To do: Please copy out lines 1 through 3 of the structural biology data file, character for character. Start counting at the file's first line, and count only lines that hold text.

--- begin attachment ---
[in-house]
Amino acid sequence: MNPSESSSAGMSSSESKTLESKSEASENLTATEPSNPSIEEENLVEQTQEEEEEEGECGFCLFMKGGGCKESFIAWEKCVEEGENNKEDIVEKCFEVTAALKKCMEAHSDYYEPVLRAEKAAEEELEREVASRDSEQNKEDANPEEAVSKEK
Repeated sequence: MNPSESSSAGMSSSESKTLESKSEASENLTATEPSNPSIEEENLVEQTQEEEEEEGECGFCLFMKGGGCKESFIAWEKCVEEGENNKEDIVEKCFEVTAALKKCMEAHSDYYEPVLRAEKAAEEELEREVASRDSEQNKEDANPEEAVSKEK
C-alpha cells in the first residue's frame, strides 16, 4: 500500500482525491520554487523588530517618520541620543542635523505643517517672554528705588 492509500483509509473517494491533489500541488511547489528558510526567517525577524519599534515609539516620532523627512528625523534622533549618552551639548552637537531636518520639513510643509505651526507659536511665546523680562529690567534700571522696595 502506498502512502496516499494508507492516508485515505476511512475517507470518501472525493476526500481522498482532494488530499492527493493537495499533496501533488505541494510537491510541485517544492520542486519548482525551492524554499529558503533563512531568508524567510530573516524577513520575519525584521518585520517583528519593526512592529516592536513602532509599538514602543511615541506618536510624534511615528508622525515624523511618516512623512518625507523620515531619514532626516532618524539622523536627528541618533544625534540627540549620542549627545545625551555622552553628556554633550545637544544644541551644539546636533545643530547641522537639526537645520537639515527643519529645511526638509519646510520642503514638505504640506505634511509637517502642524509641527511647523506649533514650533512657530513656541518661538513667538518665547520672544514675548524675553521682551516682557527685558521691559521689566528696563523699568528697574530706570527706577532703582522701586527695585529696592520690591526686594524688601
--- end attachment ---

[in-house]
Amino acid sequence: MNPSESSSAGMSSSESKTLESKSEASENLTATEPSNPSIEEENLVEQTQEEEEEEGECGFCLFMKGGGCKESFIAWEKCVEEGENNKEDIVEKCFEVTAALKKCMEAHSDYYEPVLRAEKAAEEELEREVASRDSEQNKEDANPEEAVSKEK
Repeated sequence: MNPSESSSAGMSSSESKTLESKSEASENLTATEPSNPSIEEENLVEQTQEEEEEEGECGFCLFMKGGGCKESFIAWEKCVEEGENNKEDIVEKCFEVTAALKKCMEAHSDYYEPVLRAEKAAEEELEREVASRDSEQNKEDANPEEAVSKEK